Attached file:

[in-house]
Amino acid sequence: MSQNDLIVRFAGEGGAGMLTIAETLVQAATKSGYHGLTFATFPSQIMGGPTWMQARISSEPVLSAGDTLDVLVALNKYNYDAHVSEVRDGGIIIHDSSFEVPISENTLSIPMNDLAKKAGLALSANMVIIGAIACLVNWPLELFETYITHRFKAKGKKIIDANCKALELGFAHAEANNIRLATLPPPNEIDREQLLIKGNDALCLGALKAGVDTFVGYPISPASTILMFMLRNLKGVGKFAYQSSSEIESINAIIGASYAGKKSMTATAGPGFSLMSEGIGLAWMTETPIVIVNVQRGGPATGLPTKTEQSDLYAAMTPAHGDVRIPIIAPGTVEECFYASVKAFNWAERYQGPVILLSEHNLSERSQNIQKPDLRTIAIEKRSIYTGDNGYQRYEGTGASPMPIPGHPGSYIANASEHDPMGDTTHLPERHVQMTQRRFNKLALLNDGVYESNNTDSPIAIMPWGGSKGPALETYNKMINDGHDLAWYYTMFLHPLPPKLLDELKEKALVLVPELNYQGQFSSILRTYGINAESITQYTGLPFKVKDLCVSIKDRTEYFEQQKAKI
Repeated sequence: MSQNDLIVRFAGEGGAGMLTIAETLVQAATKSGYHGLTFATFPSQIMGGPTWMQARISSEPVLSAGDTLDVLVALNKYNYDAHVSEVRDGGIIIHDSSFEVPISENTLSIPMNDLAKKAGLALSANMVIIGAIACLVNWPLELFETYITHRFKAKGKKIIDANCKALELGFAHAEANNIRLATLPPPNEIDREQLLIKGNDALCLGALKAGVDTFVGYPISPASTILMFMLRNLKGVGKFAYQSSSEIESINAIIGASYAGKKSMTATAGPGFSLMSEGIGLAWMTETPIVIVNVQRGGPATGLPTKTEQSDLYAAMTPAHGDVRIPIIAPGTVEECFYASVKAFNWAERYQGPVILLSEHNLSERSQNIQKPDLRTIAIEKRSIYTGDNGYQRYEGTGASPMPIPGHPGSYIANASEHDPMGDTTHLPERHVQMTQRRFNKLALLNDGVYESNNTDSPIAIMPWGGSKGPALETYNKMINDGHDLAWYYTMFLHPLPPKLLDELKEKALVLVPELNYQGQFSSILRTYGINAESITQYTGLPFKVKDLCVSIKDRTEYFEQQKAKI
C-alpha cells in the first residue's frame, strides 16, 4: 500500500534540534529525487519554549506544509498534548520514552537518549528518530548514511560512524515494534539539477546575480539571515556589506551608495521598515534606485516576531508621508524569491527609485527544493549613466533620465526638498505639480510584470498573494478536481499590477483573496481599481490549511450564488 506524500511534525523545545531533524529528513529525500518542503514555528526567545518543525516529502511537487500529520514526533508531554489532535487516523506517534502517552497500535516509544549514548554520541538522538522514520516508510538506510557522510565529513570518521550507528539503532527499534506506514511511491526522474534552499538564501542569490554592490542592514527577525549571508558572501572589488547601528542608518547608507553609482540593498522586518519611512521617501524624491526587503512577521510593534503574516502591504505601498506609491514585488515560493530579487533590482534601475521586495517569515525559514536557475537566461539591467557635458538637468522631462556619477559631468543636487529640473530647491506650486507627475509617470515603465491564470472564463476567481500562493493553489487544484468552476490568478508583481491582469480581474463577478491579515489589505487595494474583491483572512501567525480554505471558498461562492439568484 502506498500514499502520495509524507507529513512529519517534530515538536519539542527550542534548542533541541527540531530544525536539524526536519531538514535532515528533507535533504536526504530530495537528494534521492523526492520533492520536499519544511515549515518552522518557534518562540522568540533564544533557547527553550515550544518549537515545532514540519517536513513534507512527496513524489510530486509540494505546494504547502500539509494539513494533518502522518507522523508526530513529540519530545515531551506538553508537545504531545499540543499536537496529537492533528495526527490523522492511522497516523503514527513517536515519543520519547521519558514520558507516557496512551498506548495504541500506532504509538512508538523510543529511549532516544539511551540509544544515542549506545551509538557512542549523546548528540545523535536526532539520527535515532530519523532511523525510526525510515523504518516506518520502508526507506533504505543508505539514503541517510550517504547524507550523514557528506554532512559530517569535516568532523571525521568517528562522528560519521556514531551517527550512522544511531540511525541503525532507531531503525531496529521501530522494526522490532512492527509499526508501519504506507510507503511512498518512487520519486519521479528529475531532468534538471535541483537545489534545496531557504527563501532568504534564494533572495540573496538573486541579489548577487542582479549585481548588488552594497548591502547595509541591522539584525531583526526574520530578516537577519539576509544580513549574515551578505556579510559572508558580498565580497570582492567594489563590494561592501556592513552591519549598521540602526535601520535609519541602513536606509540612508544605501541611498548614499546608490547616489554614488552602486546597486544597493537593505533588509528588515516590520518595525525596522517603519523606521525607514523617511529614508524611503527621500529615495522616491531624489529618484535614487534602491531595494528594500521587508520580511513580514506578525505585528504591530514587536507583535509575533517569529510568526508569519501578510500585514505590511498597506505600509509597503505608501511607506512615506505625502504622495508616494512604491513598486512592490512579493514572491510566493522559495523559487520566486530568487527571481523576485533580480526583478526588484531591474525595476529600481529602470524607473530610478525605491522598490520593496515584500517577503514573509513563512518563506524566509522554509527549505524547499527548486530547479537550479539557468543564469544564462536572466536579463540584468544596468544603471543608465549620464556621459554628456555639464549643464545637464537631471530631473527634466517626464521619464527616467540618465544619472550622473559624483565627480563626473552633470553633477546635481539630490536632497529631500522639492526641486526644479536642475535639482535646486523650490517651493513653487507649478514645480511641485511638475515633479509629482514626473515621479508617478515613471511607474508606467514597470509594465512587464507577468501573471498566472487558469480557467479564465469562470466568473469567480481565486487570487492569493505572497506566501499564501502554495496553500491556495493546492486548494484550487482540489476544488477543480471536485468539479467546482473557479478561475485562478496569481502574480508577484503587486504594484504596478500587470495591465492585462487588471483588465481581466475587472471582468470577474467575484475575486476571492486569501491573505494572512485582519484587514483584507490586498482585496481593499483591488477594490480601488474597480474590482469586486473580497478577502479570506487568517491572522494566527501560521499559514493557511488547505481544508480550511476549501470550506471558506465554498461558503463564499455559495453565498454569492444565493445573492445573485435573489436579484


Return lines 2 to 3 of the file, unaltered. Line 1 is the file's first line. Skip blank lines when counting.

Amino acid sequence: MSQNDLIVRFAGEGGAGMLTIAETLVQAATKSGYHGLTFATFPSQIMGGPTWMQARISSEPVLSAGDTLDVLVALNKYNYDAHVSEVRDGGIIIHDSSFEVPISENTLSIPMNDLAKKAGLALSANMVIIGAIACLVNWPLELFETYITHRFKAKGKKIIDANCKALELGFAHAEANNIRLATLPPPNEIDREQLLIKGNDALCLGALKAGVDTFVGYPISPASTILMFMLRNLKGVGKFAYQSSSEIESINAIIGASYAGKKSMTATAGPGFSLMSEGIGLAWMTETPIVIVNVQRGGPATGLPTKTEQSDLYAAMTPAHGDVRIPIIAPGTVEECFYASVKAFNWAERYQGPVILLSEHNLSERSQNIQKPDLRTIAIEKRSIYTGDNGYQRYEGTGASPMPIPGHPGSYIANASEHDPMGDTTHLPERHVQMTQRRFNKLALLNDGVYESNNTDSPIAIMPWGGSKGPALETYNKMINDGHDLAWYYTMFLHPLPPKLLDELKEKALVLVPELNYQGQFSSILRTYGINAESITQYTGLPFKVKDLCVSIKDRTEYFEQQKAKI
Repeated sequence: MSQNDLIVRFAGEGGAGMLTIAETLVQAATKSGYHGLTFATFPSQIMGGPTWMQARISSEPVLSAGDTLDVLVALNKYNYDAHVSEVRDGGIIIHDSSFEVPISENTLSIPMNDLAKKAGLALSANMVIIGAIACLVNWPLELFETYITHRFKAKGKKIIDANCKALELGFAHAEANNIRLATLPPPNEIDREQLLIKGNDALCLGALKAGVDTFVGYPISPASTILMFMLRNLKGVGKFAYQSSSEIESINAIIGASYAGKKSMTATAGPGFSLMSEGIGLAWMTETPIVIVNVQRGGPATGLPTKTEQSDLYAAMTPAHGDVRIPIIAPGTVEECFYASVKAFNWAERYQGPVILLSEHNLSERSQNIQKPDLRTIAIEKRSIYTGDNGYQRYEGTGASPMPIPGHPGSYIANASEHDPMGDTTHLPERHVQMTQRRFNKLALLNDGVYESNNTDSPIAIMPWGGSKGPALETYNKMINDGHDLAWYYTMFLHPLPPKLLDELKEKALVLVPELNYQGQFSSILRTYGINAESITQYTGLPFKVKDLCVSIKDRTEYFEQQKAKI